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Study shows need to strengthen food aid for children of school going age


A recent study on the impact of covid-19 on food security of children indicate that Government needs to strengthen its food aid for children of school going age in order to prevent food insecurity which would harm children in the long term.

The study was conducted by an NGO, Innovation for Poverty Action in partnership with Pennsylvania University and Imperial College, London.

The study said as Covid-19 emergency threats unfold, it is clear that the economic repercussions on families in Ghana will be hard, especially for urban informal workers that depends on day to day jobs.

These categories of workers are likely to lose key sources of income, with the consequences of increased challenges in meeting their daily food needs.

Further, a new study conducted in Ghana finds that even transitory spells of food insecurity can have long-term implications on child development through impaired education and health. The study used data collected over three years for children and their parents. It also examined how food insecurity at home was associated with early childhood development outcomes, including learning (maths, reading), short-term memory, socioemotional well-being and self-regulation (a measure of the child’s ability to behave in order to achieve her goals).

The longitudinal nature of the data, examine how the occurrence and persistence of food insecurity at home for children during early childhood is associated with children’s learning achievements in the first years of primary school.

The study found that children from households that were ever food insecure had lower literacy, numeracy and short-term memory. Even transitory spells of food insecurity at home predicted decreased numeracy, short-term memory, and self-regulation, compared with children from never food-insecure households.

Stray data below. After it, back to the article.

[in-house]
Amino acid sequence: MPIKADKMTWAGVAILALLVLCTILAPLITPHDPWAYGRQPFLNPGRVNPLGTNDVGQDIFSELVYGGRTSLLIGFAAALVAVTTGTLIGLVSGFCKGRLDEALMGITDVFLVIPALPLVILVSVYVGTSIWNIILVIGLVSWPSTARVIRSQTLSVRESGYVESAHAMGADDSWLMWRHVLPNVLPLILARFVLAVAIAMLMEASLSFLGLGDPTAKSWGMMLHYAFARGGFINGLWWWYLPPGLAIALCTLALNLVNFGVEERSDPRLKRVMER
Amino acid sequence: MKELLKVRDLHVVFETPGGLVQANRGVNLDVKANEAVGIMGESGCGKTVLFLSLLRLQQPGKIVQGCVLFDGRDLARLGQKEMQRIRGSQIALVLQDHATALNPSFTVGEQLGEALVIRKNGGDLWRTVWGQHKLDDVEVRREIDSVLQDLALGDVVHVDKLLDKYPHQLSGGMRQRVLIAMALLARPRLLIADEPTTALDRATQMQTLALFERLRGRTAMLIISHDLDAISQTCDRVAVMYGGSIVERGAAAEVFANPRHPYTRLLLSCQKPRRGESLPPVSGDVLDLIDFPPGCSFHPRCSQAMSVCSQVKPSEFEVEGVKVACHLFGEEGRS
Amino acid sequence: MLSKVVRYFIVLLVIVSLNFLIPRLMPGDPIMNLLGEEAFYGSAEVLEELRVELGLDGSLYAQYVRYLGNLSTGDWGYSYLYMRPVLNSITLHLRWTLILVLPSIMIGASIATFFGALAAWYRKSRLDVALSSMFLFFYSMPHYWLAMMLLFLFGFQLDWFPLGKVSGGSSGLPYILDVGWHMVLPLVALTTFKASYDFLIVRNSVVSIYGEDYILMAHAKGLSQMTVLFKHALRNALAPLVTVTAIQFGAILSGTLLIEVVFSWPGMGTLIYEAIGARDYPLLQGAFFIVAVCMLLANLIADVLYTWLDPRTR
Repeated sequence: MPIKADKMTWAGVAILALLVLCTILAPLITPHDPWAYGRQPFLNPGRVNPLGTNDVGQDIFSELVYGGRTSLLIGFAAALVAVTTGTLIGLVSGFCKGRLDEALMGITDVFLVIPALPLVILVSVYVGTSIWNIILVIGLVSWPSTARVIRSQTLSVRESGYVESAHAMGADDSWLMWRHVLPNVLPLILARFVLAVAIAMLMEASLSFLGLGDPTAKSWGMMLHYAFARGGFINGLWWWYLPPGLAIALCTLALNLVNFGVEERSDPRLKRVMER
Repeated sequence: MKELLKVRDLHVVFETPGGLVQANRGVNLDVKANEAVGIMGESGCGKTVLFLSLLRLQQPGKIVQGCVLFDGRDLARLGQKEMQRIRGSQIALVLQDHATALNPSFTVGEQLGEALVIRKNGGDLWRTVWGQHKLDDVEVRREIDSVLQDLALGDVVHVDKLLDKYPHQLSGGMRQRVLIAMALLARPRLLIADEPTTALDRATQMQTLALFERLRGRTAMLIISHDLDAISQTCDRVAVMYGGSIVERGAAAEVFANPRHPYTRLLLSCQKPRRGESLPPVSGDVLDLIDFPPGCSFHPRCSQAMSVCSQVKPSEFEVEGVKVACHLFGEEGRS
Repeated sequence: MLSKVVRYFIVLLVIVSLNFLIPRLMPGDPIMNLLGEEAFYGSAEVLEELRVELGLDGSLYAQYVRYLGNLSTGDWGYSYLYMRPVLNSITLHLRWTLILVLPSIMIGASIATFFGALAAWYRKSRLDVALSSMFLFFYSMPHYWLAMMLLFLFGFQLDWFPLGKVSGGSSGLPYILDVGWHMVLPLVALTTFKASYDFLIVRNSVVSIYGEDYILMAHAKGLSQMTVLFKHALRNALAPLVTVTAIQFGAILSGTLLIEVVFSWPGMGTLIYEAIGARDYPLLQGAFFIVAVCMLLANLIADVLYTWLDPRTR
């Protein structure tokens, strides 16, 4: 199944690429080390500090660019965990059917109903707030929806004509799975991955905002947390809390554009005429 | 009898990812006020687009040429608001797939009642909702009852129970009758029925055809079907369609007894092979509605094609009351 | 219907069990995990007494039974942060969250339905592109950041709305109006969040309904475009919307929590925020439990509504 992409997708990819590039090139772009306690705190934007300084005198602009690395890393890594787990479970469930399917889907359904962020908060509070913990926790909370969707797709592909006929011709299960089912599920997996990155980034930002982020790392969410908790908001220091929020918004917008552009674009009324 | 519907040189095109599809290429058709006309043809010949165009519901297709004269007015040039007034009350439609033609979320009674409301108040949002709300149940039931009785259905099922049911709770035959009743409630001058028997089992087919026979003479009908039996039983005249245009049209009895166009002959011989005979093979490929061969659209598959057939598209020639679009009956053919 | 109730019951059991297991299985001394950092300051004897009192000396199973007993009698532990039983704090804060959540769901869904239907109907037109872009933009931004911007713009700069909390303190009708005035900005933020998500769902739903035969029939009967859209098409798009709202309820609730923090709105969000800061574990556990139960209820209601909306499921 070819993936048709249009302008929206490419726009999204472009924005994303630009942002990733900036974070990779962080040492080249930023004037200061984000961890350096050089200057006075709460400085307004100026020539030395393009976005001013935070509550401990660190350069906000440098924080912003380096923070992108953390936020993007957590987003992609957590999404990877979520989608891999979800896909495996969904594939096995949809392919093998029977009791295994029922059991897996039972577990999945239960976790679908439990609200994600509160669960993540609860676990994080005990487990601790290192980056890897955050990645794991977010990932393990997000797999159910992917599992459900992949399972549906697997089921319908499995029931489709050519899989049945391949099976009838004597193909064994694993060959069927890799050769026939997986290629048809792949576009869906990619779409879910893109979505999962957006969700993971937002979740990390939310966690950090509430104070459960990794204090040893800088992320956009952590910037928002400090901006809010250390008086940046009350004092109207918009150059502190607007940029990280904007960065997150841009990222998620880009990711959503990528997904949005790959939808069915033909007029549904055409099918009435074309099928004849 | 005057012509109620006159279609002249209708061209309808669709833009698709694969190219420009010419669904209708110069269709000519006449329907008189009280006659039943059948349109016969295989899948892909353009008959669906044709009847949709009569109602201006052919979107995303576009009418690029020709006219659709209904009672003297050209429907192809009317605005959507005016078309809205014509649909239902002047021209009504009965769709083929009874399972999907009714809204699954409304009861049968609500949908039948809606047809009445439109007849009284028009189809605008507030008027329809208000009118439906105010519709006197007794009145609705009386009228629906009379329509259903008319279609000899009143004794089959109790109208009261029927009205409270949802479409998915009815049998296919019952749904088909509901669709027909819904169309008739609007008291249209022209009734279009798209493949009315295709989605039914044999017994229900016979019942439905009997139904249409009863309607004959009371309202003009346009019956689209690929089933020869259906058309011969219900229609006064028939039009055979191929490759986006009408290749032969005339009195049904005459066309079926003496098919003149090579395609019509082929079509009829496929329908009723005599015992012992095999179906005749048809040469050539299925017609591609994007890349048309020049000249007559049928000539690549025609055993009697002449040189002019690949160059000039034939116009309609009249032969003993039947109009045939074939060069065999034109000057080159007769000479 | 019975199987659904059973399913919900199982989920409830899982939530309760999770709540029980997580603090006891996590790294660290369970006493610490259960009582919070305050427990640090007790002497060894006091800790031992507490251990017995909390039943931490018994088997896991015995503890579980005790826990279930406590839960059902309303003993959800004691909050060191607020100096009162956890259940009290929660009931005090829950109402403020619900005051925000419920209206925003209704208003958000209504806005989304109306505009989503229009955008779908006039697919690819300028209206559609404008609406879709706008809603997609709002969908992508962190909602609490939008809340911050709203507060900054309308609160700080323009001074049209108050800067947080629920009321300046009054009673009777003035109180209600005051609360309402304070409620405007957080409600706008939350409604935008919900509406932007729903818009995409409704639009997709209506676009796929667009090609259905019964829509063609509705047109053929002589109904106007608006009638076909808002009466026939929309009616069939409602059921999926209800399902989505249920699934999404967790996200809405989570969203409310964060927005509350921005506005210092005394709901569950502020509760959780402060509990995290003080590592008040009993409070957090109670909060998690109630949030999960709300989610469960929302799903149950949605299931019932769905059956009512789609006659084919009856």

These new findings are timely given the current context of a global pandemic where economic activity is slowing and people’s livelihoods are at risk.

So, what can be done?

It is key that the government strengthens efforts to safeguard the food security needs of households with children in order to avoid lasting repercussions on Ghanaian youth, and on the country’s overall development path.

The government has been providing food aid consisting of daily disbursement of hot meals to the vulnerable in lockdown areas. The government spends GH₵5 on each pack of food to feed over 400,000 people under this social safety net program. Government is also offloading food items to faith-based organizations to share to needy individuals and communities in the most affected areas.

These emergency initiatives could be further strengthened by combining them with existing social safety nets, like the LEAP programme (a cash transfer), in order to strengthen support for most affected households such as urban daily laborers that might have lost all their income sources due to the lockdown.

Also, schools can be used as a platform to distribute food that is cooked on-site, as done in Jamaica or in some states in India. This measure would also support school feeding caterers and their food providers. A door-to-door distribution and distribution in a phased manner could help address the current challenge of overcrowding in clear violations of the social distancing protocol.

The government can also harness the potential presented through the food disbursement program to communicate key messages about the COVID-19 epidemic, including on social distancing and other recommended practices.

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